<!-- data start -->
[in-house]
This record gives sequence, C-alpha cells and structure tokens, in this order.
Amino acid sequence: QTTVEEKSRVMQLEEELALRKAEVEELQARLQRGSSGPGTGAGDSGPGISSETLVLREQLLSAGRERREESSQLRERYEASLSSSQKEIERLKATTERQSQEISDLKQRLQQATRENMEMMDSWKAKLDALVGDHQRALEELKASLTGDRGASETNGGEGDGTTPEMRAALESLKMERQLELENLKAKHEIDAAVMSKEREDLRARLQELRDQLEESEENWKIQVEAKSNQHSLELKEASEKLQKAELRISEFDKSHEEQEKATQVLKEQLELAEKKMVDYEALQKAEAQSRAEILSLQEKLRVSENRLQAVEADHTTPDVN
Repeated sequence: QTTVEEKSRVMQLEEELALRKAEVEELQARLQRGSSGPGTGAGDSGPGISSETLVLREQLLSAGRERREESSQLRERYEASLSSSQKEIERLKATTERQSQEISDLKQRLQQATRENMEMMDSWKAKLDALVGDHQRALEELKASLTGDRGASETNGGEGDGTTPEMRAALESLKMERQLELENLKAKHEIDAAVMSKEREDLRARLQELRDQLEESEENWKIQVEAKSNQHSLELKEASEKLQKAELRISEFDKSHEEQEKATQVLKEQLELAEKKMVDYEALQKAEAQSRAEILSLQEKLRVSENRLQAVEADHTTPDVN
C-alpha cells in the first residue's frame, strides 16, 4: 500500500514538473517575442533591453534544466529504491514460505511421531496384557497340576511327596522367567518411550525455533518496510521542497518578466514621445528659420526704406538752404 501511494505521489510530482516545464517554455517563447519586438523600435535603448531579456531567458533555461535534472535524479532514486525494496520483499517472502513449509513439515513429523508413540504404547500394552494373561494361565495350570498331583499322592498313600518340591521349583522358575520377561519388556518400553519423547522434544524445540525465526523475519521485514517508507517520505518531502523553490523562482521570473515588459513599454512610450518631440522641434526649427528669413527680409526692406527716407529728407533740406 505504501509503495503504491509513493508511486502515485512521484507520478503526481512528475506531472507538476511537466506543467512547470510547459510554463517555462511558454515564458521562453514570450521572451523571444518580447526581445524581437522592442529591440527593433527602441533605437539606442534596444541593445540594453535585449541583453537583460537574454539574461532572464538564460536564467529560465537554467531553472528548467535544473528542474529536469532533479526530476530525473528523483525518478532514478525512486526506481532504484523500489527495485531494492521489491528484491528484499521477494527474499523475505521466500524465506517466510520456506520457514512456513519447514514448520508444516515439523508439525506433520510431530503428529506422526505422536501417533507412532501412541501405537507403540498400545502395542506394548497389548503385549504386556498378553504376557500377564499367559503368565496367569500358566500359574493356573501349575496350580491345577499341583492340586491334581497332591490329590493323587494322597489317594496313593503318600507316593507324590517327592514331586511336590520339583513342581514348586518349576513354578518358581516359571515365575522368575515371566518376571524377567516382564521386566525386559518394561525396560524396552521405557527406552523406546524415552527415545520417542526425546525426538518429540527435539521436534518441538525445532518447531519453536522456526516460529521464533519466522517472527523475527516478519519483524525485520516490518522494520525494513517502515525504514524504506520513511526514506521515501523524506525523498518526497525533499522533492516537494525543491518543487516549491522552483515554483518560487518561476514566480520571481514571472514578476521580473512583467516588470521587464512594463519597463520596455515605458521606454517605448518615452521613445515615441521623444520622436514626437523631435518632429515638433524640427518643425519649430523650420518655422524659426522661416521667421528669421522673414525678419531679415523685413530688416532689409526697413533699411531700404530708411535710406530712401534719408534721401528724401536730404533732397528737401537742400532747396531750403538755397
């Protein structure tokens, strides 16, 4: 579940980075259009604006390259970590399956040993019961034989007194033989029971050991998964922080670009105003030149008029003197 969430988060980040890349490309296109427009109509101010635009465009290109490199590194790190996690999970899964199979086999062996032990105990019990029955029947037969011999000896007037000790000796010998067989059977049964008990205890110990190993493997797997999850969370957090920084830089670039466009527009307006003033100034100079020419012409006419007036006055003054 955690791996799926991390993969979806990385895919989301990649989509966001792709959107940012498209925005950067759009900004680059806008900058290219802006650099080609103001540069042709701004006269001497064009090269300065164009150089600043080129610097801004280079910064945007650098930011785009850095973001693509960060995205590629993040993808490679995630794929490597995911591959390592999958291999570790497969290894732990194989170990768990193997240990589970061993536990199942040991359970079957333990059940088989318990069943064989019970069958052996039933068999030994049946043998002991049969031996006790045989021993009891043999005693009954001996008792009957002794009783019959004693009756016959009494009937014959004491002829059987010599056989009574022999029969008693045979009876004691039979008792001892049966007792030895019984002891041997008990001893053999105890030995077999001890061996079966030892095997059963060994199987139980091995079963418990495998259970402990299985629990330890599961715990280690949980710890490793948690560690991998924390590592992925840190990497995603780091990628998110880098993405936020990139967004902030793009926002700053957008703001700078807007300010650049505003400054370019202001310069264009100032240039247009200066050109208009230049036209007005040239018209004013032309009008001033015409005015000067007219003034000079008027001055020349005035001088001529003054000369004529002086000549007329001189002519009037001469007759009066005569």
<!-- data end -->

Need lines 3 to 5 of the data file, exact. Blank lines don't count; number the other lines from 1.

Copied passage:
Amino acid sequence: QTTVEEKSRVMQLEEELALRKAEVEELQARLQRGSSGPGTGAGDSGPGISSETLVLREQLLSAGRERREESSQLRERYEASLSSSQKEIERLKATTERQSQEISDLKQRLQQATRENMEMMDSWKAKLDALVGDHQRALEELKASLTGDRGASETNGGEGDGTTPEMRAALESLKMERQLELENLKAKHEIDAAVMSKEREDLRARLQELRDQLEESEENWKIQVEAKSNQHSLELKEASEKLQKAELRISEFDKSHEEQEKATQVLKEQLELAEKKMVDYEALQKAEAQSRAEILSLQEKLRVSENRLQAVEADHTTPDVN
Repeated sequence: QTTVEEKSRVMQLEEELALRKAEVEELQARLQRGSSGPGTGAGDSGPGISSETLVLREQLLSAGRERREESSQLRERYEASLSSSQKEIERLKATTERQSQEISDLKQRLQQATRENMEMMDSWKAKLDALVGDHQRALEELKASLTGDRGASETNGGEGDGTTPEMRAALESLKMERQLELENLKAKHEIDAAVMSKEREDLRARLQELRDQLEESEENWKIQVEAKSNQHSLELKEASEKLQKAELRISEFDKSHEEQEKATQVLKEQLELAEKKMVDYEALQKAEAQSRAEILSLQEKLRVSENRLQAVEADHTTPDVN
C-alpha cells in the first residue's frame, strides 16, 4: 500500500514538473517575442533591453534544466529504491514460505511421531496384557497340576511327596522367567518411550525455533518496510521542497518578466514621445528659420526704406538752404 501511494505521489510530482516545464517554455517563447519586438523600435535603448531579456531567458533555461535534472535524479532514486525494496520483499517472502513449509513439515513429523508413540504404547500394552494373561494361565495350570498331583499322592498313600518340591521349583522358575520377561519388556518400553519423547522434544524445540525465526523475519521485514517508507517520505518531502523553490523562482521570473515588459513599454512610450518631440522641434526649427528669413527680409526692406527716407529728407533740406 505504501509503495503504491509513493508511486502515485512521484507520478503526481512528475506531472507538476511537466506543467512547470510547459510554463517555462511558454515564458521562453514570450521572451523571444518580447526581445524581437522592442529591440527593433527602441533605437539606442534596444541593445540594453535585449541583453537583460537574454539574461532572464538564460536564467529560465537554467531553472528548467535544473528542474529536469532533479526530476530525473528523483525518478532514478525512486526506481532504484523500489527495485531494492521489491528484491528484499521477494527474499523475505521466500524465506517466510520456506520457514512456513519447514514448520508444516515439523508439525506433520510431530503428529506422526505422536501417533507412532501412541501405537507403540498400545502395542506394548497389548503385549504386556498378553504376557500377564499367559503368565496367569500358566500359574493356573501349575496350580491345577499341583492340586491334581497332591490329590493323587494322597489317594496313593503318600507316593507324590517327592514331586511336590520339583513342581514348586518349576513354578518358581516359571515365575522368575515371566518376571524377567516382564521386566525386559518394561525396560524396552521405557527406552523406546524415552527415545520417542526425546525426538518429540527435539521436534518441538525445532518447531519453536522456526516460529521464533519466522517472527523475527516478519519483524525485520516490518522494520525494513517502515525504514524504506520513511526514506521515501523524506525523498518526497525533499522533492516537494525543491518543487516549491522552483515554483518560487518561476514566480520571481514571472514578476521580473512583467516588470521587464512594463519597463520596455515605458521606454517605448518615452521613445515615441521623444520622436514626437523631435518632429515638433524640427518643425519649430523650420518655422524659426522661416521667421528669421522673414525678419531679415523685413530688416532689409526697413533699411531700404530708411535710406530712401534719408534721401528724401536730404533732397528737401537742400532747396531750403538755397